What we do know is that government domestic debt issuance reached N22bn in 2013. We certainly have seen more debt issuances from state owned enterprises in the recent past and we expect this activity to continue. This compares with an initial expected domestic debt issuance of N$25.1bn. However, government has funded in the international market in the order of US$500m (about N$4bn), which was not initially budgeted for. In total, domestic plus foreign debt issuance amounted to around N$24bn by end of January 2012 (not too far off the total N$27bn initially expected).

Thoughts on infrastructure spending

Fundamentally, a stated level of high unemployment demands government intervention.
Much of the employment relates to much needed infrastructure development, which should contribute to increasing the potential growth rate of the economy (and by extension the ability of the economy to provide additional jobs). However, when government deficits are large and debt ratios are climbing, the private sector may expect more taxes down the line. This being the scenario, prudence may encourage savings today, instead of a willingness to invest and create additional jobs.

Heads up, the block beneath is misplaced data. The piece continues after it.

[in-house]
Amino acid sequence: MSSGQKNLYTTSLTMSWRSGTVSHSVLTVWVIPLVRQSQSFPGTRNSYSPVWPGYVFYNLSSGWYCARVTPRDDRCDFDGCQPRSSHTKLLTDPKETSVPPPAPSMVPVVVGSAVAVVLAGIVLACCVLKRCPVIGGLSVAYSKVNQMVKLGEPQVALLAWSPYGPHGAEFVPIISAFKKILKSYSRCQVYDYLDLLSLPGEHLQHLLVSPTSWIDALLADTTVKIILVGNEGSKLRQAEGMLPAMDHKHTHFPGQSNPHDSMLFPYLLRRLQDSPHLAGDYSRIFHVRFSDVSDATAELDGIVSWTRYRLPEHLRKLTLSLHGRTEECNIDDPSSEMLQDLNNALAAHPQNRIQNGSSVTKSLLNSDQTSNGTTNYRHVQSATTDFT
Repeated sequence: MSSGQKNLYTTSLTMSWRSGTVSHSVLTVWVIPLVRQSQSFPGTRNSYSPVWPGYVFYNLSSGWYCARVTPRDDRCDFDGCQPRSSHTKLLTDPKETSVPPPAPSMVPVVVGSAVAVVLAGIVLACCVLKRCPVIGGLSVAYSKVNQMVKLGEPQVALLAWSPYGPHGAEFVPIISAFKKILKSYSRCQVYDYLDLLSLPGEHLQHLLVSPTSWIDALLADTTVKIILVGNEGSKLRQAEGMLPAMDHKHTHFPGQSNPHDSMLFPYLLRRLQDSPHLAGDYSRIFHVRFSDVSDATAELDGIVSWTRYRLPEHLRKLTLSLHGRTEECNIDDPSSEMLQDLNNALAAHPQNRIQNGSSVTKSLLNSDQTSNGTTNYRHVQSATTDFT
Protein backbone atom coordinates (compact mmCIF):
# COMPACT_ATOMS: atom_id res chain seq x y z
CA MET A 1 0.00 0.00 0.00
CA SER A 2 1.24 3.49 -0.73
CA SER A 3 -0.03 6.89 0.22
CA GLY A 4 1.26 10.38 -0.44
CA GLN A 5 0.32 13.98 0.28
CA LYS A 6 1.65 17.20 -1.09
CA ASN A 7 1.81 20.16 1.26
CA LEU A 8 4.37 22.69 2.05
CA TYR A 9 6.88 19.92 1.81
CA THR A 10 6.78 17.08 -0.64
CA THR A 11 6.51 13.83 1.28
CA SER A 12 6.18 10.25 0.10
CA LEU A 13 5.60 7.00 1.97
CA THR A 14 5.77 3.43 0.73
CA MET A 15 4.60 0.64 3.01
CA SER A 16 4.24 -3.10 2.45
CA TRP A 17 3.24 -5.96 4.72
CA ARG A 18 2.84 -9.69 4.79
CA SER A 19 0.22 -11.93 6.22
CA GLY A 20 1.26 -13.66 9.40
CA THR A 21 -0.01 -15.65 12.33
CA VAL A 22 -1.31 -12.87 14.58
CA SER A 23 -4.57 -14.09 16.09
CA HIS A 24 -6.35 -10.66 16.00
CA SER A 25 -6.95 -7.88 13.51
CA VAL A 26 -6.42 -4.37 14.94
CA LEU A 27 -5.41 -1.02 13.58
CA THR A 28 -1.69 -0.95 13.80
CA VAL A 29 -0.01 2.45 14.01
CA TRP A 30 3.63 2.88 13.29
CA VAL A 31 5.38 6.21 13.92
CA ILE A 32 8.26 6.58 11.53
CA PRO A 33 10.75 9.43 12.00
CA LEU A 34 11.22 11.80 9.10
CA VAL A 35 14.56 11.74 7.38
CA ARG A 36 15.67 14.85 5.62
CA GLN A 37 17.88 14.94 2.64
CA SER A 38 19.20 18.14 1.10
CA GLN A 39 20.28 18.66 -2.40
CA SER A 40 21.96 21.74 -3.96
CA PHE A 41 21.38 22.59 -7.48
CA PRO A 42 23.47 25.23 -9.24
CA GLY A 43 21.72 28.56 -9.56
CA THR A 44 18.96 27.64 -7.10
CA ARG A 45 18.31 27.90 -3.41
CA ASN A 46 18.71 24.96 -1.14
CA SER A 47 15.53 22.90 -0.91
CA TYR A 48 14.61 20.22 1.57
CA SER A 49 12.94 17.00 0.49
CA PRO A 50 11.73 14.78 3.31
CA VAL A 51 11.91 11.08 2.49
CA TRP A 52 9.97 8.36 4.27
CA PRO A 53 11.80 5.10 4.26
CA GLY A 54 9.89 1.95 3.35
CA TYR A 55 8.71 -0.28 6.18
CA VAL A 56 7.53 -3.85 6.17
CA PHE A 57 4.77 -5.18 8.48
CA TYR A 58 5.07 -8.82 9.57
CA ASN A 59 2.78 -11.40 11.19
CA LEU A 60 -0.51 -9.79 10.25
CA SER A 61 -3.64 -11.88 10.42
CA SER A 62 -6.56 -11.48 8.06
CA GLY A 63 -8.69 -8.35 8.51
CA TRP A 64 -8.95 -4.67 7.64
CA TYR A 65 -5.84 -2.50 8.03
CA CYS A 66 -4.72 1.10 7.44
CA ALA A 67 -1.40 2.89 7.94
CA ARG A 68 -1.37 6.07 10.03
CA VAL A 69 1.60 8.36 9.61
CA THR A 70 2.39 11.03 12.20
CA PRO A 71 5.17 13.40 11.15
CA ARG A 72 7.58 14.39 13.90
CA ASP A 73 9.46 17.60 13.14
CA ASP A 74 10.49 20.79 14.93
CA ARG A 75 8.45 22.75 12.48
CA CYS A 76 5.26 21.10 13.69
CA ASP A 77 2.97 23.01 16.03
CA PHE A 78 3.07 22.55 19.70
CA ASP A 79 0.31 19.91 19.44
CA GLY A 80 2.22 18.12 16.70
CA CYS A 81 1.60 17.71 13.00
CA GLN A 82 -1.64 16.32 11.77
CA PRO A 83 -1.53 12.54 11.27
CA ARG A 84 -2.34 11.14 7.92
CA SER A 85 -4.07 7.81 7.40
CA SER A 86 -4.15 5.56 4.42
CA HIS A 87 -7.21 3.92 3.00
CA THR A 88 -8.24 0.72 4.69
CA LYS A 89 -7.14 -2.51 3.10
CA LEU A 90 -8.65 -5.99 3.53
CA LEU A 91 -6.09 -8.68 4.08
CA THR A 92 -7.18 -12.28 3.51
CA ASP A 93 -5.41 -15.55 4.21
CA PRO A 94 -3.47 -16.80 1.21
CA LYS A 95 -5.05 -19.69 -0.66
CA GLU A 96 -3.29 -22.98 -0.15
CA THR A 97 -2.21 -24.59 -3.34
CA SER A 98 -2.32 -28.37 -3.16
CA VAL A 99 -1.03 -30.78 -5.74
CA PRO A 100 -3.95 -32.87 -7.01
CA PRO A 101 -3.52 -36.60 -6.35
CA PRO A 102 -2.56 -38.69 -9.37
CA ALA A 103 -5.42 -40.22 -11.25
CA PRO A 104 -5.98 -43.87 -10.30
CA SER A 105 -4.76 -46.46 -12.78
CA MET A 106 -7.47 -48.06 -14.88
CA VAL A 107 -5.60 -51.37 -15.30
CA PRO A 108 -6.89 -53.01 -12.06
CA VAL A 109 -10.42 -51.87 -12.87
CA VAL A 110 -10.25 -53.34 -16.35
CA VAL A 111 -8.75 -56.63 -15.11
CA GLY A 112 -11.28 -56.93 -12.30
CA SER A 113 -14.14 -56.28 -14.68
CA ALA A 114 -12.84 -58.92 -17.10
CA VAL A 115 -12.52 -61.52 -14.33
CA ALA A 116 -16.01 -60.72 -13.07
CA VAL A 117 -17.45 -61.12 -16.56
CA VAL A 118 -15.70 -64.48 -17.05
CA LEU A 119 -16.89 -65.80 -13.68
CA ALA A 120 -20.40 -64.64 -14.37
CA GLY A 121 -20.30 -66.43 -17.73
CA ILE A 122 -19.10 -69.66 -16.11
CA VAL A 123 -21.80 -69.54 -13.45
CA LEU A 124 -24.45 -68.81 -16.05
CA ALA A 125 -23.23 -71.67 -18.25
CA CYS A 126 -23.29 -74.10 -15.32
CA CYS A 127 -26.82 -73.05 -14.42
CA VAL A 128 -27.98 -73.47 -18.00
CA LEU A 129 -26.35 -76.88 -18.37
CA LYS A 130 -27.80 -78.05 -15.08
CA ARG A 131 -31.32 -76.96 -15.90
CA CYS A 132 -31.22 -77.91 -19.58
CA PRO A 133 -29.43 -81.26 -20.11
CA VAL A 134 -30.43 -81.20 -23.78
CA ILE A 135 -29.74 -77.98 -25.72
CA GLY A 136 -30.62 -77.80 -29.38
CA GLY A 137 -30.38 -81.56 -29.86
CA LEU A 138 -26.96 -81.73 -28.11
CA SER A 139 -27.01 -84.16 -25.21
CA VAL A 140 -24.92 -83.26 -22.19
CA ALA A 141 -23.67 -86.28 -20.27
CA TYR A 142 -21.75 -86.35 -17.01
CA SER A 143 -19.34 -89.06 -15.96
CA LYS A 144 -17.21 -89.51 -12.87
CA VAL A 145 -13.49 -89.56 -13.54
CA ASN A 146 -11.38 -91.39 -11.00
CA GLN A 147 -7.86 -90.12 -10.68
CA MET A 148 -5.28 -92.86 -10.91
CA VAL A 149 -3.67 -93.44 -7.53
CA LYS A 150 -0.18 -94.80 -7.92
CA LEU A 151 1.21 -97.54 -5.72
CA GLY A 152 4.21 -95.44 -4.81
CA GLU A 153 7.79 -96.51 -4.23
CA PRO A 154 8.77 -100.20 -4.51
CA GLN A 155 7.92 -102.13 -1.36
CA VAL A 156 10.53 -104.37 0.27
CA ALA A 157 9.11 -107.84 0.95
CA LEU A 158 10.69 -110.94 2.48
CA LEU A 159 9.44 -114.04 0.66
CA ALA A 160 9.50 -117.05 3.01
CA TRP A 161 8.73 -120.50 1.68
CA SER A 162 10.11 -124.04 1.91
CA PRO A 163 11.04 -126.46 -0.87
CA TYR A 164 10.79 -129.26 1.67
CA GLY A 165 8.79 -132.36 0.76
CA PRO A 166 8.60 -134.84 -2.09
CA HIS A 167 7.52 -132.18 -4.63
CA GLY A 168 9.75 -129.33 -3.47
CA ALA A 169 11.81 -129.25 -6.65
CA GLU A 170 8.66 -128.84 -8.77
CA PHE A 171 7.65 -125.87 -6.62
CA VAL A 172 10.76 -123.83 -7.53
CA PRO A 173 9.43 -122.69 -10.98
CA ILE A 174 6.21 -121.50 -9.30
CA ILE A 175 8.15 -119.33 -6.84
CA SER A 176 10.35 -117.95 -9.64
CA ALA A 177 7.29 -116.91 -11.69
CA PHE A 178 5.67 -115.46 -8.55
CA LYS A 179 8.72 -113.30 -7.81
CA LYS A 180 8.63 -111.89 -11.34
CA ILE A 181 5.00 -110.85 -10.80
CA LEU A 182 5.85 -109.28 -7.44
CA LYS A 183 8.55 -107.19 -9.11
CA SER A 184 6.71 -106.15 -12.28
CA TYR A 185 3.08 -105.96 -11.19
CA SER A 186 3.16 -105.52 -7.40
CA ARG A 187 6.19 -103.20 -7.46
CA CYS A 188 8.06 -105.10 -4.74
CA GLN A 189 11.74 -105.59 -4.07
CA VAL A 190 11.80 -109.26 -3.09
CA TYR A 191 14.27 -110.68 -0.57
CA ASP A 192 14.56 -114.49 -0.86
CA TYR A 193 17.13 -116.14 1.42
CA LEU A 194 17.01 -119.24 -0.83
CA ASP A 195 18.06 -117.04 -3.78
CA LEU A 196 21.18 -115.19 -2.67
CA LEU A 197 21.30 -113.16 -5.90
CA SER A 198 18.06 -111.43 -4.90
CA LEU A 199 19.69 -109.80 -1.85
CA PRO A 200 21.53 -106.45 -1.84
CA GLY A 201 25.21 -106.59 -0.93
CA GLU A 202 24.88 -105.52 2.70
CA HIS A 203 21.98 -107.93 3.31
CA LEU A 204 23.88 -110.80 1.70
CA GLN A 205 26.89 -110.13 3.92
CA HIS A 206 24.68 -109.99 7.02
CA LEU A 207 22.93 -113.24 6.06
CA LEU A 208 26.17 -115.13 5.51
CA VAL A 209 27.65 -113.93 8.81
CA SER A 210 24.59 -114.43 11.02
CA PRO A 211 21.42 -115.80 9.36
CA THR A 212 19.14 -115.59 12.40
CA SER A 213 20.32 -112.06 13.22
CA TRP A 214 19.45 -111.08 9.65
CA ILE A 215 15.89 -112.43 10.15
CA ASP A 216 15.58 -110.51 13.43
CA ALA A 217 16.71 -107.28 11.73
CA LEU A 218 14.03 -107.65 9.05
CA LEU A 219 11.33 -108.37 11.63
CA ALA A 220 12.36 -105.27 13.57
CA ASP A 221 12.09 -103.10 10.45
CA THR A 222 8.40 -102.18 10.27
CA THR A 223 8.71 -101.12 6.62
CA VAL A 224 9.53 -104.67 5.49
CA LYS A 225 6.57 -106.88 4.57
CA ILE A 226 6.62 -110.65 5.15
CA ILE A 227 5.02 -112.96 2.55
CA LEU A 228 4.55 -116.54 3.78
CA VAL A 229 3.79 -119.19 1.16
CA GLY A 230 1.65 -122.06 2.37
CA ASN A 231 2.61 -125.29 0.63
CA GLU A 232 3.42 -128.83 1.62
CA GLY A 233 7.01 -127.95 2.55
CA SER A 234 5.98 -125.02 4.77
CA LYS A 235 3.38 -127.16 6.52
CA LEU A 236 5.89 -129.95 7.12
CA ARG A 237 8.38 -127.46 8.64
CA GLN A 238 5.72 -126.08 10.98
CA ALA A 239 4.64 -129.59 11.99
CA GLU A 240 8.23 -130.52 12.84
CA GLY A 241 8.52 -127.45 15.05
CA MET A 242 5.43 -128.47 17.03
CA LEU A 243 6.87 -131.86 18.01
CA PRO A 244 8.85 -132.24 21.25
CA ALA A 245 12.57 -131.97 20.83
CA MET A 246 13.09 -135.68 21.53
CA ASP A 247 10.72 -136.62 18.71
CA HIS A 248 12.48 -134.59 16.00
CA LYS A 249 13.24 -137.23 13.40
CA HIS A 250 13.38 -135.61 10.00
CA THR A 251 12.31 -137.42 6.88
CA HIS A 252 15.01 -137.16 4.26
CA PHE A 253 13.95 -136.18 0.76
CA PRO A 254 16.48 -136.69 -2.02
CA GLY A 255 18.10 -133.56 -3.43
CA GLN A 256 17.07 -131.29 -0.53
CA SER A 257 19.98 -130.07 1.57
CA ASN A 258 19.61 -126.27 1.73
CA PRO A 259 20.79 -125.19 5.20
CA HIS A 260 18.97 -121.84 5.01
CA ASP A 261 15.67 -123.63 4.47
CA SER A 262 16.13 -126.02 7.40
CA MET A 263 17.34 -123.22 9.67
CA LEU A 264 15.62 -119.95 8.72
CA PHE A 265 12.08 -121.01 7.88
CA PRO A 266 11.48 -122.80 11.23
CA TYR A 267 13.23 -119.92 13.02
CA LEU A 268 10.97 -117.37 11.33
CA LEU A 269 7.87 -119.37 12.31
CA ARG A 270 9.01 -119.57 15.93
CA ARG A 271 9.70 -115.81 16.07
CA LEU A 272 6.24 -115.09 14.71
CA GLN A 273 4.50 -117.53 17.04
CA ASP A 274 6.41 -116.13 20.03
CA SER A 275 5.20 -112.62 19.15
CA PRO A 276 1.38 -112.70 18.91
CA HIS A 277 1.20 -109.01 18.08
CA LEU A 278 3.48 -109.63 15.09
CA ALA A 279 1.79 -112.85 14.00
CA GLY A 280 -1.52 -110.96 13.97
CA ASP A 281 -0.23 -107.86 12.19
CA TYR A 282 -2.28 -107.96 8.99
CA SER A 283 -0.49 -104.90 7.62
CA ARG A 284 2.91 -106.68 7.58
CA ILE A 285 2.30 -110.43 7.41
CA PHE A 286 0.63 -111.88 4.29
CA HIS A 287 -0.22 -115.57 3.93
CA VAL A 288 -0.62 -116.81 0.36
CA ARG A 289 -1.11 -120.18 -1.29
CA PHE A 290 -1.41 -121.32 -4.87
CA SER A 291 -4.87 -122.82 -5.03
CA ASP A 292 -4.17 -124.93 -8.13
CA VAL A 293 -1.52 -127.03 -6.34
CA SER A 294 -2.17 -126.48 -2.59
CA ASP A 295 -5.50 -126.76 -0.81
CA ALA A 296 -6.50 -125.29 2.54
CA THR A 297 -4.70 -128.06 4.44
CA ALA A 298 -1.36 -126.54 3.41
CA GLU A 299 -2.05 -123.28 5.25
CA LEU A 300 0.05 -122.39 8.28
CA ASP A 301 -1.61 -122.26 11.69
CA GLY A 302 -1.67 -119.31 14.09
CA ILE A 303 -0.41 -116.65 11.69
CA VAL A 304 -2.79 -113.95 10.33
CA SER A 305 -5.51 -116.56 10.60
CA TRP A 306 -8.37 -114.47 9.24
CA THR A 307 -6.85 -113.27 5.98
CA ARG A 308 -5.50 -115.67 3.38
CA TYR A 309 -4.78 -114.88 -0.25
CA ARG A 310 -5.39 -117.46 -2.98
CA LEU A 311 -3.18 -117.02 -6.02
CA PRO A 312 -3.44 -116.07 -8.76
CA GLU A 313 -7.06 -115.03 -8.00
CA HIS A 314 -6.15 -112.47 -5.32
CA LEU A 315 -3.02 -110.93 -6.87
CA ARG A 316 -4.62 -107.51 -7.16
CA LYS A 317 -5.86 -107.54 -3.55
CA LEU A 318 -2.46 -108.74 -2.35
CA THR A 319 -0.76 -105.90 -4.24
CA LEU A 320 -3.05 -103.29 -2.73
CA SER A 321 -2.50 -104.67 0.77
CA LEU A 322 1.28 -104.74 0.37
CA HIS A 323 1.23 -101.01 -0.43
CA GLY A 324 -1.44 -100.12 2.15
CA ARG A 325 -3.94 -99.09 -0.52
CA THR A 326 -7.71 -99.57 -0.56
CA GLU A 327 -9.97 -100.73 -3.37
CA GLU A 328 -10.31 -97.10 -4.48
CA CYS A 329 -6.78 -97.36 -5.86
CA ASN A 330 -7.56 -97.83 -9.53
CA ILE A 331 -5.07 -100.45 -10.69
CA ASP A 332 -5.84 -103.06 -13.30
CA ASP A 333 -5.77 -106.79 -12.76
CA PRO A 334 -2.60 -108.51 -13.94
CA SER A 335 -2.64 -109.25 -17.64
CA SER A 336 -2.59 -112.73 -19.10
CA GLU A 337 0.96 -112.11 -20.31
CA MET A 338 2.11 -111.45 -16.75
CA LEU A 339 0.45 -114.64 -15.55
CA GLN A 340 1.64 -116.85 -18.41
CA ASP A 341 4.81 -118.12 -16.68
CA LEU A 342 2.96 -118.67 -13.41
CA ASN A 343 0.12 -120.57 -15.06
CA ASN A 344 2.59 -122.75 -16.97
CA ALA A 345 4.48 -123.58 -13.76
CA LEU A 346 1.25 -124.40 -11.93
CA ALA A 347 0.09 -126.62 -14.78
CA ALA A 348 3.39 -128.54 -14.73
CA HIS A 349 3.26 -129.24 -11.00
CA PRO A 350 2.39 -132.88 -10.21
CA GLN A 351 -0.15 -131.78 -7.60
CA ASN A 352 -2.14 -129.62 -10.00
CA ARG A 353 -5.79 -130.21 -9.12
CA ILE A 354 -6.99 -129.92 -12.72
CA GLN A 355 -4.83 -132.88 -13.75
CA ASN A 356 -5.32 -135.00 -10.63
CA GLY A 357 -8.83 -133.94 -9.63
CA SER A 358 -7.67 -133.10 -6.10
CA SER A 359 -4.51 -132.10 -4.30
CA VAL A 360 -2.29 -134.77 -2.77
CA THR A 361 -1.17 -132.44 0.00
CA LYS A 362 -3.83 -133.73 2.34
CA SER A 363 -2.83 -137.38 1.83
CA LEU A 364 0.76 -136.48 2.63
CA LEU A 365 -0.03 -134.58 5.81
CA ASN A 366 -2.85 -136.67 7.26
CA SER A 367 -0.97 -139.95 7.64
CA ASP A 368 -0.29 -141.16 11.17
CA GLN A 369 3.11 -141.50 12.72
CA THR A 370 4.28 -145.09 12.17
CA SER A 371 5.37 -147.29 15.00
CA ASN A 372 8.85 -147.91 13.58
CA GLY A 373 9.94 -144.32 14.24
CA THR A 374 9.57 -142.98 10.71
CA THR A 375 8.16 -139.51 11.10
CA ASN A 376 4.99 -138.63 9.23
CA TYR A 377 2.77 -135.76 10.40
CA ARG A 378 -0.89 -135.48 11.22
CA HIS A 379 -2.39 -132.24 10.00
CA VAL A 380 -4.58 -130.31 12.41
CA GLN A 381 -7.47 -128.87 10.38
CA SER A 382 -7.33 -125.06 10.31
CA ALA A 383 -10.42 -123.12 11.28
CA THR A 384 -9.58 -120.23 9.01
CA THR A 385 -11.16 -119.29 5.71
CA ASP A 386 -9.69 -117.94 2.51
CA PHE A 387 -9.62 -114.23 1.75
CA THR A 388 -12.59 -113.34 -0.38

Emphasis should be placed on capital expenditure in addition to education, healthcare and skills development. These factors can boost productivity, which ultimately drives economic growth.

Final comments

It should be borne in mind that the greater the decline in government saving, the more the private sector needs to save. In the absence of an improvement in domestic private sector savings, additional savings will need to be sought abroad to finance investment spending.
With the inauguration of Dr Hage Geingob as Namibia’s third president, we expect a very strong performance-driven Cabinet with a focus on implementation of strong economic policy.

Although there has been concerns on the establishment of additional ministries, we believe that there will be an additional focus on efficiency, management and accountability.

An introduction of more youthful ministers to Cabinet indicates a focus on readying the younger politicians for succession. This being a move from transforming the ruling party from a liberation movement to a politically focussed one.